Radiation in a Cloudy Atmosphere by E.M. FeigelsonRadiation in a Cloudy Atmosphere by E.M. Feigelson

Radiation in a Cloudy Atmosphere

EditorE.M. Feigelson

Paperback | October 19, 2011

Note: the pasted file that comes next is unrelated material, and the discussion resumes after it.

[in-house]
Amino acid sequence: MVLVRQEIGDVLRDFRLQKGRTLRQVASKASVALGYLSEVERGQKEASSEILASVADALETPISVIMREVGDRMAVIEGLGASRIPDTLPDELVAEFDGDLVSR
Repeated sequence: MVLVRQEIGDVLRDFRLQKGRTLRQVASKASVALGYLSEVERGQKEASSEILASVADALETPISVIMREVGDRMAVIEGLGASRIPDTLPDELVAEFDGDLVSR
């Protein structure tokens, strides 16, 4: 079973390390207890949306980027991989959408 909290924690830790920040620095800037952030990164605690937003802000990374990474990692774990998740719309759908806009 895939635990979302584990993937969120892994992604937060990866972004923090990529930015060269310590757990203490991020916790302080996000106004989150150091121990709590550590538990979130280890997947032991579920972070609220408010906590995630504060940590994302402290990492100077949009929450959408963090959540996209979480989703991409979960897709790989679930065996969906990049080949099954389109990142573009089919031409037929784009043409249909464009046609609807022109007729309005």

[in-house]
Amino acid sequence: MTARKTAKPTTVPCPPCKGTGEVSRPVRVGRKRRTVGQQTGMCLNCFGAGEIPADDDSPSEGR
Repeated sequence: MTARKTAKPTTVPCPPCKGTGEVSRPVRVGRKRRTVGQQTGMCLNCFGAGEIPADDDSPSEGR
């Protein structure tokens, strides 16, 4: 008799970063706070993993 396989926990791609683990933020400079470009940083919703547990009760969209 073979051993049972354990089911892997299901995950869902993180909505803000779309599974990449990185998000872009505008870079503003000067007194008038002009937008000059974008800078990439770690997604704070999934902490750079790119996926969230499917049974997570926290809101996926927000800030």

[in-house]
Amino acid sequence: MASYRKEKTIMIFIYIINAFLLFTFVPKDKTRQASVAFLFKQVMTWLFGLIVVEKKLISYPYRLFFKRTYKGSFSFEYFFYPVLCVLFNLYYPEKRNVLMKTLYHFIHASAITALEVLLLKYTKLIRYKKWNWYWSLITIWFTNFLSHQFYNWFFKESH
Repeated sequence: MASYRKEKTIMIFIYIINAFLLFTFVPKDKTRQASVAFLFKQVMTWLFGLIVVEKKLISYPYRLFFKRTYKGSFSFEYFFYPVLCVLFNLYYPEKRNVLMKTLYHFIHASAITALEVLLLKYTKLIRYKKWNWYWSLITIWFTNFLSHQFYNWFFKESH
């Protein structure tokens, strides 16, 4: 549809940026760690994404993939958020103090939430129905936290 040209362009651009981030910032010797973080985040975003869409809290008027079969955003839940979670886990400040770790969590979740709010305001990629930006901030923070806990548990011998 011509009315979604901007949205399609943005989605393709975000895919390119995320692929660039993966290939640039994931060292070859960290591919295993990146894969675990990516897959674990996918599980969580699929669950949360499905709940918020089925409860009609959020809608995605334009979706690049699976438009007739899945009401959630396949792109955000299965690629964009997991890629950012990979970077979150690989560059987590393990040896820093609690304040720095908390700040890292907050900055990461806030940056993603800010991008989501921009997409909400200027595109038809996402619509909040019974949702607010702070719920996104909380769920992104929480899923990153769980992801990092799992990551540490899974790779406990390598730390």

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Radiative heat transfer is a fundamental factor in the energetics of the terrestrial atmosphere: the system consisting of the atmosphere and the underlying layer is heated by the Sun, and this heating is compensated, on the average, by thermal radia­ tion. Only over a period of 1-3 days from some specified initial moment can the dynamic processes in the atmosphere be considered to be adiabatic. Global dynamic processes of long duration are regulated by the actual influxes of heat, one of the main ones being the radiative influx. Radiation must be taken into account in long-term, weather forecasting and when considering the global circulation of the atmosphere, the theory of climate, etc. Thus it is necessary to know the albedo of the system, the amount of solar radiation transmitted by the atmosphere, the absorptivity of the atmosphere vis-a-vis solar radiation, and also the effective radiation flux, the divergence of which represents the radiative cooling or heating. All these quantities have to be integrated over the wavelength spectrum of the solar or thermal radiation, and they must be ascertained as functions of the determining factors. The relation­ ships between the indicated radiation characteristics, the optical quantities directly determining them, the optically active compo­ nents of the atmosphere, and the meteorological fields will be discussed in this book.